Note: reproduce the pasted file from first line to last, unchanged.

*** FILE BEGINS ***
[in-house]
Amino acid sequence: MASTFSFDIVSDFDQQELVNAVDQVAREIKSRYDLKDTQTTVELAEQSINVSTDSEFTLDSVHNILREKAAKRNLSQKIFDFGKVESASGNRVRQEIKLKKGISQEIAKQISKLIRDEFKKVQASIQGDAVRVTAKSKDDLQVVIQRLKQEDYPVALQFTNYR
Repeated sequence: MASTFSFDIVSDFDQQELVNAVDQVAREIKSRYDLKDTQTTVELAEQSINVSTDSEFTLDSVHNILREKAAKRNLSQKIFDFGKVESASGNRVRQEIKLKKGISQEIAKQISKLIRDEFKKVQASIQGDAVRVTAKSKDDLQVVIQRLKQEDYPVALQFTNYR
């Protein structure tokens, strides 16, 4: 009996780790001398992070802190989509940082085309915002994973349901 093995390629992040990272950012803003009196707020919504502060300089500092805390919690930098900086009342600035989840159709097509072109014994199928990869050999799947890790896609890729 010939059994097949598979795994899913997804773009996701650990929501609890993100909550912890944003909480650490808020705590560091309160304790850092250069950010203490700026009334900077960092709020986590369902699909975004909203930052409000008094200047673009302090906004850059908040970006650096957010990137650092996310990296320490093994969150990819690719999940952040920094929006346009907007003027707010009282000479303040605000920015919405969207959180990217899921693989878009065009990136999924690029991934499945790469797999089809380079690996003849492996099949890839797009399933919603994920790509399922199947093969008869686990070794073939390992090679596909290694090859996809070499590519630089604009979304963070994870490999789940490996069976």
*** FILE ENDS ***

[in-house]
Amino acid sequence: MASTFSFDIVSDFDQQELVNAVDQVAREIKSRYDLKDTQTTVELAEQSINVSTDSEFTLDSVHNILREKAAKRNLSQKIFDFGKVESASGNRVRQEIKLKKGISQEIAKQISKLIRDEFKKVQASIQGDAVRVTAKSKDDLQVVIQRLKQEDYPVALQFTNYR
Repeated sequence: MASTFSFDIVSDFDQQELVNAVDQVAREIKSRYDLKDTQTTVELAEQSINVSTDSEFTLDSVHNILREKAAKRNLSQKIFDFGKVESASGNRVRQEIKLKKGISQEIAKQISKLIRDEFKKVQASIQGDAVRVTAKSKDDLQVVIQRLKQEDYPVALQFTNYR
């Protein structure tokens, strides 16, 4: 009996780790001398992070802190989509940082085309915002994973349901 093995390629992040990272950012803003009196707020919504502060300089500092805390919690930098900086009342600035989840159709097509072109014994199928990869050999799947890790896609890729 010939059994097949598979795994899913997804773009996701650990929501609890993100909550912890944003909480650490808020705590560091309160304790850092250069950010203490700026009334900077960092709020986590369902699909975004909203930052409000008094200047673009302090906004850059908040970006650096957010990137650092996310990296320490093994969150990819690719999940952040920094929006346009907007003027707010009282000479303040605000920015919405969207959180990217899921693989878009065009990136999924690029991934499945790469797999089809380079690996003849492996099949890839797009399933919603994920790509399922199947093969008869686990070794073939390992090679596909290694090859996809070499590519630089604009979304963070994870490999789940490996069976």